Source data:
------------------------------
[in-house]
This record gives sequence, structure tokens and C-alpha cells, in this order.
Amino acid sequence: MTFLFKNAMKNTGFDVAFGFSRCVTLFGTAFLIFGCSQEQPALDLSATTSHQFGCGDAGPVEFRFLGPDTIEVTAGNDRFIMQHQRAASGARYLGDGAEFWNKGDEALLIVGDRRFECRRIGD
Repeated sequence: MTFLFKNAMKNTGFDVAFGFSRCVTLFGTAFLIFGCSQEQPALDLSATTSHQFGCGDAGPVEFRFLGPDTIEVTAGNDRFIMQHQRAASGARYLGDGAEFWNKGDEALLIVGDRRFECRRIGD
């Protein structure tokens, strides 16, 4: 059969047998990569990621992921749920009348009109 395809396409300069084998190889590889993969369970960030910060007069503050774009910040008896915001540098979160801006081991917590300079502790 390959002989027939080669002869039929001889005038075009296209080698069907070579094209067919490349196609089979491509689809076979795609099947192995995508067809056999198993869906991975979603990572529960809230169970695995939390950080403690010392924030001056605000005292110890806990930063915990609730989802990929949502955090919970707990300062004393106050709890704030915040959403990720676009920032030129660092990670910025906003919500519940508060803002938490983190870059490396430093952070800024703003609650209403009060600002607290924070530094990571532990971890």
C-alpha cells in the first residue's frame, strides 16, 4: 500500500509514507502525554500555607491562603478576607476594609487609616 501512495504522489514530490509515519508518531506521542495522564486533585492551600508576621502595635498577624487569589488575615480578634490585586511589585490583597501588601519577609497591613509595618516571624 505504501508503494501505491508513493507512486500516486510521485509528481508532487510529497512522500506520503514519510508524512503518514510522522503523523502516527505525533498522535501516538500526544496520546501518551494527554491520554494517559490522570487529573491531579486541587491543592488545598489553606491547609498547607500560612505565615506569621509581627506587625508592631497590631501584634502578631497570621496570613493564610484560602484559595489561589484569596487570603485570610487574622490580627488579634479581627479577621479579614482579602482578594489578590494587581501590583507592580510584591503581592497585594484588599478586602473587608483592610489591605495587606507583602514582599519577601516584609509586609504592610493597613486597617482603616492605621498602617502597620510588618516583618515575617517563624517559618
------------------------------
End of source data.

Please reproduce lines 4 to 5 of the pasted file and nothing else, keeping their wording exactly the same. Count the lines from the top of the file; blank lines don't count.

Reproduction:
Repeated sequence: MTFLFKNAMKNTGFDVAFGFSRCVTLFGTAFLIFGCSQEQPALDLSATTSHQFGCGDAGPVEFRFLGPDTIEVTAGNDRFIMQHQRAASGARYLGDGAEFWNKGDEALLIVGDRRFECRRIGD
């Protein structure tokens, strides 16, 4: 059969047998990569990621992921749920009348009109 395809396409300069084998190889590889993969369970960030910060007069503050774009910040008896915001540098979160801006081991917590300079502790 390959002989027939080669002869039929001889005038075009296209080698069907070579094209067919490349196609089979491509689809076979795609099947192995995508067809056999198993869906991975979603990572529960809230169970695995939390950080403690010392924030001056605000005292110890806990930063915990609730989802990929949502955090919970707990300062004393106050709890704030915040959403990720676009920032030129660092990670910025906003919500519940508060803002938490983190870059490396430093952070800024703003609650209403009060600002607290924070530094990571532990971890």